Poemwriter’s Blues

I was turned on to Soul Coughing this past winter, and a recent viewing of their Screenwriter’s Blues got me to thinking about what I want to accomplish — and about what’s going on here.

Screenwriter’s Blues is the type of thing I’ve always loved.  It’s in the same sphere as the sarcastopop of Cake, or Tom Waits’ drier observations, or Jim Morrison in those lucid intervals when he didn’t take himself too seriously, or Zappa when he did take himself seriously, or Beck when he trades in the Dadaism for satire — and I too think this is where I’m unconsciously headed as well. I’ll never be Ben bloody Folds — a technically superb musician who can unite strong songcraft with incisive and poetic lyrics — let alone Leonard goddamn Cohen — but I have always had a bit of a groovy-slash-Beaty aesthetic, and it seemed somehow inevitable that I’d want to apply it to musical verse.

Erstwhile colleagues Bob and Caroline Menzies of the Canadian Drift are responsible for this in large part, having 1) established a local venue for it in the very first place (along with Kristan Anderson and others here who also liked to incorporate music), 2) found a way to capitalize on the current Owen Sound musical culture, and 3) allowed me into the fold to tinker, experiment and spit rhymes.

Point #2 is important. What is going on poetically here is going on under unique conditions, and is the result of a fortuitous and happy critical mass: a meeting of local musicians and writers. Sure, Spoken Word over music is pretty much par for the course. But here it is inescapable, an inevitability. This is a small town with a small literary scene and an immense musical scene. If you want to galvanize an audience here, you have to be part of a band.  You have to be a performer, an entertainer, and optimally someone who can integrate the novelty of Spoken Word with the “security” of rock ‘n’ roll. Corin Raymond and C.R. Avery go down like gangbusters in these parts!

So I think that interesting and downright badass things are in the offing — and it has in large part to do with the very unique mix of musical talent and personalities here. Where else could a poet collaborate with the likes of:

  • vocal phenom Tara MacKenzie
  • sui generis axeman Jake Chegahno
  • spiritual ska-rockers Rajasi
  • cellist extraordinaire Keira McArthur
  • soulful folkies Our Shotgun Wedding
  • ultimate journeyman guitarist Pete Devlin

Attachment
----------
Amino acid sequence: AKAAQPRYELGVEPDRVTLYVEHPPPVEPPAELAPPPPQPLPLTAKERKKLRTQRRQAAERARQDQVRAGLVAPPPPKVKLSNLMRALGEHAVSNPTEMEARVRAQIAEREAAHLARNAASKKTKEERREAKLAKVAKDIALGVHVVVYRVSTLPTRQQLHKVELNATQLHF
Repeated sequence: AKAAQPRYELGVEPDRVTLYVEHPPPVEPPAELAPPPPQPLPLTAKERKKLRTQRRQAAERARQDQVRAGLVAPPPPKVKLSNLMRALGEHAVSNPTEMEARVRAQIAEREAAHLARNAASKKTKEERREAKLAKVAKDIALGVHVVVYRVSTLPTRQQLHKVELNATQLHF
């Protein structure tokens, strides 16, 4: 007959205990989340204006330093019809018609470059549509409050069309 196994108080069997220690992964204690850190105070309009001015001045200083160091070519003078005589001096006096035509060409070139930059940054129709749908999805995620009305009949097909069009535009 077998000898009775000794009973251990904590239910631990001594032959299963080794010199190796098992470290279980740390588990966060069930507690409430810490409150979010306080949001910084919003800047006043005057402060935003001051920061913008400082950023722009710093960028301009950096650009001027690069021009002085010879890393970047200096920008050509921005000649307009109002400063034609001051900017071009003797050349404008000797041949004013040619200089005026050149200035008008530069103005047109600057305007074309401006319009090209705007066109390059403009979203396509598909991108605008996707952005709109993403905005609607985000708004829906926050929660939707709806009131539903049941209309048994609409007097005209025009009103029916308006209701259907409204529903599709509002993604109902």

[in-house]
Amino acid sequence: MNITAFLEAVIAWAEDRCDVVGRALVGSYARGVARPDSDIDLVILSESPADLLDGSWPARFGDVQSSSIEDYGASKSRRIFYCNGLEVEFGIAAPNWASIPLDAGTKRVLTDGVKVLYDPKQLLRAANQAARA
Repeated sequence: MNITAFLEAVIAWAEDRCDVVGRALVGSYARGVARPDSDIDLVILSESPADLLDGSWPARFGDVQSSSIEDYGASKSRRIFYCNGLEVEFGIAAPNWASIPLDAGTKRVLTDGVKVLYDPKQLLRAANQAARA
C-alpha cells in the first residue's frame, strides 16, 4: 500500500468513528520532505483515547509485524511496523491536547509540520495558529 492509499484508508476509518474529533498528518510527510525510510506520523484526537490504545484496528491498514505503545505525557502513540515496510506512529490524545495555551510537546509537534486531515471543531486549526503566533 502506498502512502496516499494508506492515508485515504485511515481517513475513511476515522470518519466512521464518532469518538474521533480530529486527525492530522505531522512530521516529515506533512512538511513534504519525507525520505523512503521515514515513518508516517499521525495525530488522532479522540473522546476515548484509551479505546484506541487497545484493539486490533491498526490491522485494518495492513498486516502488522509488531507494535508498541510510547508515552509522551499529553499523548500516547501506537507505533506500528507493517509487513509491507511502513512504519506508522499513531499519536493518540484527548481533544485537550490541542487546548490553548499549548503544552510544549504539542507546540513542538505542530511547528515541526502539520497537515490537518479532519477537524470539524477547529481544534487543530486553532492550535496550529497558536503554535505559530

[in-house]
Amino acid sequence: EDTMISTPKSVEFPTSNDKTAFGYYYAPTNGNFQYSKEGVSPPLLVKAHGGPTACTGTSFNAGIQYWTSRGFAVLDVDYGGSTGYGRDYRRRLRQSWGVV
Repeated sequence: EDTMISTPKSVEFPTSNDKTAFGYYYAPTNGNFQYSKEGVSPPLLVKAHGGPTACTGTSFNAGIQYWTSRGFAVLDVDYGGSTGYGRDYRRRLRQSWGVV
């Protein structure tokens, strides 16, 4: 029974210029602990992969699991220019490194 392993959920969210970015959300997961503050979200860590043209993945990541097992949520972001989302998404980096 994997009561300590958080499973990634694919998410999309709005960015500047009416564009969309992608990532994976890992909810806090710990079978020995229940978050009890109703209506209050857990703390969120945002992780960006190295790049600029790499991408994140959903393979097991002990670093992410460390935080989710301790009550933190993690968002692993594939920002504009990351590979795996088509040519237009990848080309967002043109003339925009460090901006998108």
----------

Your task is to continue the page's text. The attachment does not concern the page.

• blues maestro Ted Rusk

… among so many, many others who have backed up the local versifiers? I think what we lack in numbers as poets, we more than make up for in versatility and collaborative potential. And so I think a unique sound might emerge. A rootsy, rock ‘n’ roll poetry, divorced from the usual hip-hop aggro, aware of Beat and hippie antecedents yet contemporary. Maybe it’s a tad provincial.  We can cop to that.  But it is entertaining, has a particular aesthetic, and has integrity.

It is also lively, alive … and live.  What more could you want?

Posted in Uncategorized | Tagged , | Leave a comment

News for September

It has been, and will continue to be, a busy, busy few months.  There are three things I’d like to mention: 100K Poets and Musicians for Change, my headline gig at the next SOUNDS coffee house, and the latest issue of MOSAIC. Continue reading

Posted in Uncategorized | Tagged , , , , , | Leave a comment

Quick As Kottke, Slower Than Prine

I wrote a song this week – lyrics and music. And last night, with “One Take Jake” Chegahno as my crazy Phil Spector (we patented the “Wall of Silliness”) I recorded it.  Jake, of course, is the local visionary who took my first set of lyrics and set them to music (“The Song That Never Ends”), and with whom I sang for the very first time at OTHERfolk 2012.  I also hit the stage and sang with his band WOE at their final gig at the Nawash Pow Wow.

Stoked?  Pumped?  I was in tears.  I still am. Continue reading

Posted in Uncategorized | Tagged , , , , , , , , , , | Leave a comment

July 25: A Quick Note on Professionalism

Hi, all!  Still coming down to earth after attending Toronto Mad Pride 2012, where I did a reading for their “Architecture of Mad” themed arts night on July 12.  More news on this (complete with pics!) in a later post.  Ditto links to the new MOSAIC for August, which will feature the spoken word piece I did at the commemoration of the re-built Owen Sound bandstand on June 30.

Maybe we should pause on the bandstand thing, for it makes a nice segue into the main theme of today’s post.  Consider the following infogram/macro/whatsit:

Scraped from FB (where else?)

Continue reading
Posted in Uncategorized | Tagged , , , , , | 2 Comments

May 25 – 28: Tranny Guitars, Getting Slammed, and MOSAIC

Hello, all!  Let me start with a bit of housekeeping.  Not actual housekeeping — gorgeous weather such as we’ve been having pretty much precludes that (in fact, quit reading this straightaway and go to the beach)!  Rather, I’m setting this virtual house in order.  I’ve been remiss, and it’s time to tighten up the form and content of this site. Continue reading

Posted in Uncategorized | Tagged , , , , , , , | 3 Comments